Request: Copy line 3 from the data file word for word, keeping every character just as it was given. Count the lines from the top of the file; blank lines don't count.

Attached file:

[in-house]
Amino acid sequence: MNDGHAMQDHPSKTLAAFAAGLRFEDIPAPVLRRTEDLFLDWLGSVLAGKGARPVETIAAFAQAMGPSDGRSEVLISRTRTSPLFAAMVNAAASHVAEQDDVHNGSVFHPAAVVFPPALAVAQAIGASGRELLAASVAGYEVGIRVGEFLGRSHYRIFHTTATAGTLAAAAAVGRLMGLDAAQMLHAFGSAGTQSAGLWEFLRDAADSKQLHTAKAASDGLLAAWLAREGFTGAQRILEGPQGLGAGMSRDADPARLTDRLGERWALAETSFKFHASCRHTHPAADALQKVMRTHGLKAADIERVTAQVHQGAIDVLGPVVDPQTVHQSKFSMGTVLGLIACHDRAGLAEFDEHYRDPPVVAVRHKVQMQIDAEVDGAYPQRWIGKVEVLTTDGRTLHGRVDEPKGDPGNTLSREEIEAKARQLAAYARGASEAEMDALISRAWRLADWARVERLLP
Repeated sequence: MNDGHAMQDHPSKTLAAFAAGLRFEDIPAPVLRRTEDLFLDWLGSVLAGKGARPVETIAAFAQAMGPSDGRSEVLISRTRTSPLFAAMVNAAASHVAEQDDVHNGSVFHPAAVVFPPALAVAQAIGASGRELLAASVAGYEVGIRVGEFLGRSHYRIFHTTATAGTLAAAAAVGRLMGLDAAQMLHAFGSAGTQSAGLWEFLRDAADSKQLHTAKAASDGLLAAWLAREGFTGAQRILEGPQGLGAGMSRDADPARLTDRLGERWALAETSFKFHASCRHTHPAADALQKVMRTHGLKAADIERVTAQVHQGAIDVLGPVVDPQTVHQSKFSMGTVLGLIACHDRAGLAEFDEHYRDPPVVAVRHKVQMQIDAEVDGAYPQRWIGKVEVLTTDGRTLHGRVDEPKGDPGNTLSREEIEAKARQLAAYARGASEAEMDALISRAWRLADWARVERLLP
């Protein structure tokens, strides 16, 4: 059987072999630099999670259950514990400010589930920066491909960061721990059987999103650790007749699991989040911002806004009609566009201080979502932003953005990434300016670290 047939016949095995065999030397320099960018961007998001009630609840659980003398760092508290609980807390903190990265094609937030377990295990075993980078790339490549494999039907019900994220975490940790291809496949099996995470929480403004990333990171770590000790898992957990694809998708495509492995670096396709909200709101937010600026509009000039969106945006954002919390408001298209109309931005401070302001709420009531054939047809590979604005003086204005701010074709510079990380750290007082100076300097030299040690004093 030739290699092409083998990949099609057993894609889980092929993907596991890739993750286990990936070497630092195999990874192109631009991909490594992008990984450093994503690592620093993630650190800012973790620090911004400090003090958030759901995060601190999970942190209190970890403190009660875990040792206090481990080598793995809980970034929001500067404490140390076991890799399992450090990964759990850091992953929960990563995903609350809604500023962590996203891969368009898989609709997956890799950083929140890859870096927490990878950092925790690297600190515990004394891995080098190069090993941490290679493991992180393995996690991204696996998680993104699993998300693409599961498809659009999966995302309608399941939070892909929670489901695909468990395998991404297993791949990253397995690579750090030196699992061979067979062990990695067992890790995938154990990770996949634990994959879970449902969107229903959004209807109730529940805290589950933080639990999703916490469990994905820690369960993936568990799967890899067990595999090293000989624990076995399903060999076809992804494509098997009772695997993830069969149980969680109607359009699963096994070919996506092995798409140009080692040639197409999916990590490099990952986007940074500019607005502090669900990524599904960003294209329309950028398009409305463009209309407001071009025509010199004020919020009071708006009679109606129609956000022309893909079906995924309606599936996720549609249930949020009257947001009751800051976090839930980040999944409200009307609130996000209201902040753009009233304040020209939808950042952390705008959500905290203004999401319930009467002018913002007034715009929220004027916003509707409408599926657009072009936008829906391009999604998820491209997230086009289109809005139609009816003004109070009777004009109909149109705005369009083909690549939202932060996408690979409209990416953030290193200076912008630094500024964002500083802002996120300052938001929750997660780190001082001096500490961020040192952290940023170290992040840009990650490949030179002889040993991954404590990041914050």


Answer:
Repeated sequence: MNDGHAMQDHPSKTLAAFAAGLRFEDIPAPVLRRTEDLFLDWLGSVLAGKGARPVETIAAFAQAMGPSDGRSEVLISRTRTSPLFAAMVNAAASHVAEQDDVHNGSVFHPAAVVFPPALAVAQAIGASGRELLAASVAGYEVGIRVGEFLGRSHYRIFHTTATAGTLAAAAAVGRLMGLDAAQMLHAFGSAGTQSAGLWEFLRDAADSKQLHTAKAASDGLLAAWLAREGFTGAQRILEGPQGLGAGMSRDADPARLTDRLGERWALAETSFKFHASCRHTHPAADALQKVMRTHGLKAADIERVTAQVHQGAIDVLGPVVDPQTVHQSKFSMGTVLGLIACHDRAGLAEFDEHYRDPPVVAVRHKVQMQIDAEVDGAYPQRWIGKVEVLTTDGRTLHGRVDEPKGDPGNTLSREEIEAKARQLAAYARGASEAEMDALISRAWRLADWARVERLLP